The incidence of epilepsy is on the rise among baby boomers, the fastest-growing segment of society. Epilepsy is most common after age 65 as we become increasingly susceptible to conditions that trigger seizures. Advertising Policy Cleveland Clinic is a non-profit academic medical center. Advertising on our site helps support our mission. We do not endorse … Read More
The incidence of epilepsy is on the rise among baby boomers, the fastest-growing segment of society. Epilepsy is most common after age 65 as we become increasingly susceptible to conditions that trigger seizures.
Cleveland Clinic is a non-profit academic medical center. Advertising on our site helps support our mission. We do not endorse non-Cleveland Clinic products or services. Policy
Strokes: Most common trigger
In 80 percent of cases, strokes are the cause of adult-onset seizures. Brain tumors, head injuries and Alzheimer’s disease are other causes. Often the cause of mature-onset epilepsy is unknown.
But no matter the cause, special attention is required.
“In the medical community, our focus is on keeping seniors with epilepsy as active as possible, particularly since today’s elderly are very involved in their communities and expect more from their lifestyles,” says Elaine Wyllie, MD. Dr. Wyllie is a specialist in the Cleveland Clinic Neurological Institute’s Epilepsy Center.
4 issues to address after age 65
1. Medication side effects The margin between an effective dose and a toxic dose of epilepsy medication is smaller as we age. We become more sensitive to dose-related side effects such as those involving balance, coordination, mood, alertness, clarity of thought and mobility. A physician may need to fine-tune dosages.
2. Possible drug interactions The risk of complications from combining medications is higher when people are already taking medications for chronic conditions. The possibility of drug interactions will affect a neurologist’schoice of epilepsy medication and the dosing strategy.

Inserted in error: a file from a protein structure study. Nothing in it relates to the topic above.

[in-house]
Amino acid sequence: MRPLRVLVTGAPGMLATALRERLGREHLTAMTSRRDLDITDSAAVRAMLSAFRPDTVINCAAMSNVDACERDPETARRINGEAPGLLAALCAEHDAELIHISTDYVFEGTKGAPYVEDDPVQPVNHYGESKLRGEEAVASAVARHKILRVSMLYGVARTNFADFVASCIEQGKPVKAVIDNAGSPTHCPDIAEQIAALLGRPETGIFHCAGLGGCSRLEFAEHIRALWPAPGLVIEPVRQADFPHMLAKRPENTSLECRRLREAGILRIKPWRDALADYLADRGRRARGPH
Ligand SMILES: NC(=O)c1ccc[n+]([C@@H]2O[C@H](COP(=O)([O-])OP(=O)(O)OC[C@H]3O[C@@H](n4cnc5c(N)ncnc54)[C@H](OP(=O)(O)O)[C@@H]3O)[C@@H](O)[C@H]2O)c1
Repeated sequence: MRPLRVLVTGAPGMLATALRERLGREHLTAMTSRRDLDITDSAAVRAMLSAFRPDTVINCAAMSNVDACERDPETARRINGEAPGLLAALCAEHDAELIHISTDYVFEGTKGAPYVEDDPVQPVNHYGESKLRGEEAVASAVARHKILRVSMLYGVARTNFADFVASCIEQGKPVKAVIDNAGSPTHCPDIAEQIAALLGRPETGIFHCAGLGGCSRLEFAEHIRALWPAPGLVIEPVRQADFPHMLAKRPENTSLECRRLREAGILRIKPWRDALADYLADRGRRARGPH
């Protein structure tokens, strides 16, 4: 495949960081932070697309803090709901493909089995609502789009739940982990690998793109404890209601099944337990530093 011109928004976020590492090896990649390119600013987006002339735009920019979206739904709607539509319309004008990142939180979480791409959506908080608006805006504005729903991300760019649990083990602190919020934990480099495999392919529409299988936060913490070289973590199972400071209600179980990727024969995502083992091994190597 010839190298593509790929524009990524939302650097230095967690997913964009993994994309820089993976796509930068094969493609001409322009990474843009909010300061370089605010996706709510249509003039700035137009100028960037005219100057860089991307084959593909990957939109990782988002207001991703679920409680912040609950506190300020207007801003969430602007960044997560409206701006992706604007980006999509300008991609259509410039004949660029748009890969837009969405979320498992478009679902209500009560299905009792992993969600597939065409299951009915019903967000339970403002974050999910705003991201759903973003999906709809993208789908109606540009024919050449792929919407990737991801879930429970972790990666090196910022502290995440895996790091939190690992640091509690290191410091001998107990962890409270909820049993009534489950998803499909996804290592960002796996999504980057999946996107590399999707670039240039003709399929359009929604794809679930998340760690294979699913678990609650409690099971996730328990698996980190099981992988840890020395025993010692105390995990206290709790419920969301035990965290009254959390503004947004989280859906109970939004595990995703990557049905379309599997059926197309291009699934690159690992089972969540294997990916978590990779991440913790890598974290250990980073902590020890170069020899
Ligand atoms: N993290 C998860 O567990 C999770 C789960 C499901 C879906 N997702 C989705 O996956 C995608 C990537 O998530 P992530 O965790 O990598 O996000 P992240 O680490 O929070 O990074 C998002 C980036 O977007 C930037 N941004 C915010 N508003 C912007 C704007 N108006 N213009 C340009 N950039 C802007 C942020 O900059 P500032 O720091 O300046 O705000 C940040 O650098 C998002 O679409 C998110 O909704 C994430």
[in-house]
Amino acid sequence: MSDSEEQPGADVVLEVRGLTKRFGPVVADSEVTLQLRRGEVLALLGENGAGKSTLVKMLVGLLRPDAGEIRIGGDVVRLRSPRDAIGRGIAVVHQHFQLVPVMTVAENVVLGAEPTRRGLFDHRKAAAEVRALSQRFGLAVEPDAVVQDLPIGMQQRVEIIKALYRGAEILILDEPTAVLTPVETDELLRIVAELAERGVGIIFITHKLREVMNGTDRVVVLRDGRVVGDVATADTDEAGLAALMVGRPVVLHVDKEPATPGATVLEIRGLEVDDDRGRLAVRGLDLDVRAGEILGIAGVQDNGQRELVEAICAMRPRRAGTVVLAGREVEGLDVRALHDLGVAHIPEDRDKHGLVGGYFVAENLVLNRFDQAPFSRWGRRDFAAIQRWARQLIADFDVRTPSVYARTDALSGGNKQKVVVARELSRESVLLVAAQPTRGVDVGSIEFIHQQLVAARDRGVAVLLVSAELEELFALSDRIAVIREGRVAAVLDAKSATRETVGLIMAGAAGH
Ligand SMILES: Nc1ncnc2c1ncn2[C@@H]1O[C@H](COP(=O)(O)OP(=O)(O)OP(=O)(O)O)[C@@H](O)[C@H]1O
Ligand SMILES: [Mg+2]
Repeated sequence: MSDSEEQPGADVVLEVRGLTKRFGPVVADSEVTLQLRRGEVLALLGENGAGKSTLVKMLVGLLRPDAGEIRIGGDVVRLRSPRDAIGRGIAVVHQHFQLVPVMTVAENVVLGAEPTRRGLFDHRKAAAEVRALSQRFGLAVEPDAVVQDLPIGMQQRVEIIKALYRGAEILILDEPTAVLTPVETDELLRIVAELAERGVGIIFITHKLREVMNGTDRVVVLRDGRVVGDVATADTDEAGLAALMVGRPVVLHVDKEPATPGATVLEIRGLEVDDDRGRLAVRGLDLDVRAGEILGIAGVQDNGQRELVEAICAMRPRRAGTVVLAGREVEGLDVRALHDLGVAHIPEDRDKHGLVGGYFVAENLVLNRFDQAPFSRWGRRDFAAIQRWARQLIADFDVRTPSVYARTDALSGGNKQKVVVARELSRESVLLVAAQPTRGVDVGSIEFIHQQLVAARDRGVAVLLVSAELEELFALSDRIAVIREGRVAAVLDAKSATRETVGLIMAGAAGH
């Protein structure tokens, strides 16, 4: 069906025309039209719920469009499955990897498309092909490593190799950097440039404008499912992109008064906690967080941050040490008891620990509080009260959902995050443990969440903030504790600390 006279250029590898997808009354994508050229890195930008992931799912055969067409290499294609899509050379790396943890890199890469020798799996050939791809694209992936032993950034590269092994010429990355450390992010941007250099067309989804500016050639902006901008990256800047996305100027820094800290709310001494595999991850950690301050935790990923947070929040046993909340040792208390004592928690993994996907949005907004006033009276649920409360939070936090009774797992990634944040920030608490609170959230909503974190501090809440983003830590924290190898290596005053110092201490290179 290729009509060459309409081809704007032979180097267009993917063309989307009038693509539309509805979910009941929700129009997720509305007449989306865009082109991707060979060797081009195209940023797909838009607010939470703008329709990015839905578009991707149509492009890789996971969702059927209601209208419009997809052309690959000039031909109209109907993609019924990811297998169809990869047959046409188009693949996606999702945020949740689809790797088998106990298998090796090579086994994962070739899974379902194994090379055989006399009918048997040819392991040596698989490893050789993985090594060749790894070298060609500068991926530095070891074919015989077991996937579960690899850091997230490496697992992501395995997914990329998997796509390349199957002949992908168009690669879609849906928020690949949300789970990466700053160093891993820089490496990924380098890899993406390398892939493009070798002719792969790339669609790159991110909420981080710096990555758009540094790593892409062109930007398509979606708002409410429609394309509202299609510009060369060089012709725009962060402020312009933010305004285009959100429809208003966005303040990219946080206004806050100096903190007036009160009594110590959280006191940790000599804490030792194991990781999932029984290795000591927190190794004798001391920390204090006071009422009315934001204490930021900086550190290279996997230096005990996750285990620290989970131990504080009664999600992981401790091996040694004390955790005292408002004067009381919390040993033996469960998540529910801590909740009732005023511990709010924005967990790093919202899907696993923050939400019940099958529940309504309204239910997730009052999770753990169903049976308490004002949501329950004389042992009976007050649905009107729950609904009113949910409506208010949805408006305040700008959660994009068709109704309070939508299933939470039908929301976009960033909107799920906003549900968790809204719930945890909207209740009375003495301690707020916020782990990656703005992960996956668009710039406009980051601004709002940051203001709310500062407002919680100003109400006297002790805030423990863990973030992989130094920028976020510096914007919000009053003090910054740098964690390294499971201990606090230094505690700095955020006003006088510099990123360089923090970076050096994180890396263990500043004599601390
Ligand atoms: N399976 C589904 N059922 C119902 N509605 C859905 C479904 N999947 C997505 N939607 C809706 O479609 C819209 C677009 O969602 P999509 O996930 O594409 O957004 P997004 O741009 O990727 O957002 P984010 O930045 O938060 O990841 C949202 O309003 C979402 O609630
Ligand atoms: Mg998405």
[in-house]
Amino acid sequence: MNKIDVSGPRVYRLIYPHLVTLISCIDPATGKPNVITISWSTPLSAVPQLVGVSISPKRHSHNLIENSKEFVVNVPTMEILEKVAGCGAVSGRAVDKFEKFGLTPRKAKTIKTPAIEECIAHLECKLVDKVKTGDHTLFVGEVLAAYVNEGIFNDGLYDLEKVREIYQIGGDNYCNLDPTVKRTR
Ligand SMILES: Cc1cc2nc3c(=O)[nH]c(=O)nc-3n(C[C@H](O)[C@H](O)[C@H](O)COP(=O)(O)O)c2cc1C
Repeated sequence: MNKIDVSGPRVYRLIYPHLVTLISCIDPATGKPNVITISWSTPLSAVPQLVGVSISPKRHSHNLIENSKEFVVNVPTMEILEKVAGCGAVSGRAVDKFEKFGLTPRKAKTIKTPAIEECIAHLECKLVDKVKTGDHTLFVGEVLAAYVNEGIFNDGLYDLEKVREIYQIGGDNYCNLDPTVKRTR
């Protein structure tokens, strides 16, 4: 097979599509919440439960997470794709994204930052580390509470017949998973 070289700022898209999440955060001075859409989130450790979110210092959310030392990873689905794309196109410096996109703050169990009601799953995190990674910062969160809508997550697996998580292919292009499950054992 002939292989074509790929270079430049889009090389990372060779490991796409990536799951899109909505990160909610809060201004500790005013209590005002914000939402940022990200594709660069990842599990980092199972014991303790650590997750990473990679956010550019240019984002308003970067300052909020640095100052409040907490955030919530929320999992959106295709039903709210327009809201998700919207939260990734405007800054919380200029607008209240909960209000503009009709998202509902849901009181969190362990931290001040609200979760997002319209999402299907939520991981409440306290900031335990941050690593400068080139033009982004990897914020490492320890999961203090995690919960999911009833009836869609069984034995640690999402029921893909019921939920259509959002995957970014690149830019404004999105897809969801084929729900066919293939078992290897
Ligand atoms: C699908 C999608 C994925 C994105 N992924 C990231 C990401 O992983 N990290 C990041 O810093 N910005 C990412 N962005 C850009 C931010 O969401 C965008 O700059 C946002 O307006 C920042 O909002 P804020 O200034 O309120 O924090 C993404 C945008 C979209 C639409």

3. Reporting of seizures It may be difficult to get an accurate picture of the number of seizures an elderly person has if he or she spends lots of time alone. More frequent observation and communication with your elderly loved one may be needed to report seizures accurately.
4. Safety and independence Seizures can threaten to compromise quality of life. Lost driving privileges can be a real blow to independence when you’re in your 60s or 70s. If a loved one is having difficulty adjusting to their new epilepsy diagnosis, a talk with the doctor is warranted. Potential solutions include transportation services or social workers linked to senior centers.
Seek expert help
A physician with experience in treating adult-onset epilepsy is best able to help resolve these issues. The physician should know all of the medications, vitamins and supplements that your loved one is taking.
Developing seizures late in life needn’t dictate how well your loved one lives.